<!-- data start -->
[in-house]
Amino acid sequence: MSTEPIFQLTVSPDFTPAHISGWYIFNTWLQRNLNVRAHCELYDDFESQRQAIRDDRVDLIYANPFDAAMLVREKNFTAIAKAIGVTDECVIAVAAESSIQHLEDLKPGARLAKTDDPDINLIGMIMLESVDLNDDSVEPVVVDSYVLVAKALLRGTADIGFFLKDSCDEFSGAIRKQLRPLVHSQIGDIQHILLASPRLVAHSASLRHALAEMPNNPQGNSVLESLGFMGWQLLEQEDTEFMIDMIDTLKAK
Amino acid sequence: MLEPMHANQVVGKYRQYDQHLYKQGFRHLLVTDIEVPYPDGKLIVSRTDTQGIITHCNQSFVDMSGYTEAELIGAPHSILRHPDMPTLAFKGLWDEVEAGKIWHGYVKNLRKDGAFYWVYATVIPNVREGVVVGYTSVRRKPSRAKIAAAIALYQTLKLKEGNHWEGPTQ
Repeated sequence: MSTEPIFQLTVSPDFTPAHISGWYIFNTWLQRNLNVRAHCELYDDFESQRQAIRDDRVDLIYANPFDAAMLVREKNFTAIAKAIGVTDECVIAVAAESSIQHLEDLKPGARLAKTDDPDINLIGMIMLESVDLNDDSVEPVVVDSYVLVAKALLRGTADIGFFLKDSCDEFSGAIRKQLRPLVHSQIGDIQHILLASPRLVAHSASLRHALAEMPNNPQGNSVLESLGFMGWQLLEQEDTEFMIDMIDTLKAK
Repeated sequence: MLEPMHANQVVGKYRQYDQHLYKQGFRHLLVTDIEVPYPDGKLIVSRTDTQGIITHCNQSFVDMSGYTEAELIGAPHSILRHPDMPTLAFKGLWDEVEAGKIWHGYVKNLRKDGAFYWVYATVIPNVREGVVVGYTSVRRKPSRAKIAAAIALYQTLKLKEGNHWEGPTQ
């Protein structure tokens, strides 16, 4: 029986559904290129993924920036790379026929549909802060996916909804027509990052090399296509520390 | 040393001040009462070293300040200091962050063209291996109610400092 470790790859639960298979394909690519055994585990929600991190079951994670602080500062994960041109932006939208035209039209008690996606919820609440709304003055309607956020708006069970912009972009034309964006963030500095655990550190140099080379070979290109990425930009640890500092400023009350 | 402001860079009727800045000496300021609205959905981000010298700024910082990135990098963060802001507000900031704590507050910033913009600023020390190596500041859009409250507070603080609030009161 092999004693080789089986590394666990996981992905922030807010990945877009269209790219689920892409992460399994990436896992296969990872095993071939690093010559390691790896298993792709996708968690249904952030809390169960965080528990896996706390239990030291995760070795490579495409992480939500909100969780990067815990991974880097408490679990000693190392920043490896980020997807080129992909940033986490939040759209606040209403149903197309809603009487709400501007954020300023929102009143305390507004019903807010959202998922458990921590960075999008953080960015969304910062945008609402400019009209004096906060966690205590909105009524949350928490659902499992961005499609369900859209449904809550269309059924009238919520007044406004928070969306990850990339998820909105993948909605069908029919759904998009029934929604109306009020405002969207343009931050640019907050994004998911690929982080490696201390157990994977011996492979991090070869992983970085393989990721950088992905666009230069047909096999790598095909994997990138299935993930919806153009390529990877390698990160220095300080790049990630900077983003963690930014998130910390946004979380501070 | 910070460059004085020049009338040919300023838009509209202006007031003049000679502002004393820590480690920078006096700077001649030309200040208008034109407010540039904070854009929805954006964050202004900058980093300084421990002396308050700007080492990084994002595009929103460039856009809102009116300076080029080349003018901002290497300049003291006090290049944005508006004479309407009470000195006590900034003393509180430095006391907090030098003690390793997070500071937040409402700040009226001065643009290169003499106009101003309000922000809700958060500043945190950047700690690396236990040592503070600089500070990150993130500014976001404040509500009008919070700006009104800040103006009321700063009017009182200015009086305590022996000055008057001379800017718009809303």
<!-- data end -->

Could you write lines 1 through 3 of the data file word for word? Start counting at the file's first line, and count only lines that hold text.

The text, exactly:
[in-house]
Amino acid sequence: MSTEPIFQLTVSPDFTPAHISGWYIFNTWLQRNLNVRAHCELYDDFESQRQAIRDDRVDLIYANPFDAAMLVREKNFTAIAKAIGVTDECVIAVAAESSIQHLEDLKPGARLAKTDDPDINLIGMIMLESVDLNDDSVEPVVVDSYVLVAKALLRGTADIGFFLKDSCDEFSGAIRKQLRPLVHSQIGDIQHILLASPRLVAHSASLRHALAEMPNNPQGNSVLESLGFMGWQLLEQEDTEFMIDMIDTLKAK
Amino acid sequence: MLEPMHANQVVGKYRQYDQHLYKQGFRHLLVTDIEVPYPDGKLIVSRTDTQGIITHCNQSFVDMSGYTEAELIGAPHSILRHPDMPTLAFKGLWDEVEAGKIWHGYVKNLRKDGAFYWVYATVIPNVREGVVVGYTSVRRKPSRAKIAAAIALYQTLKLKEGNHWEGPTQ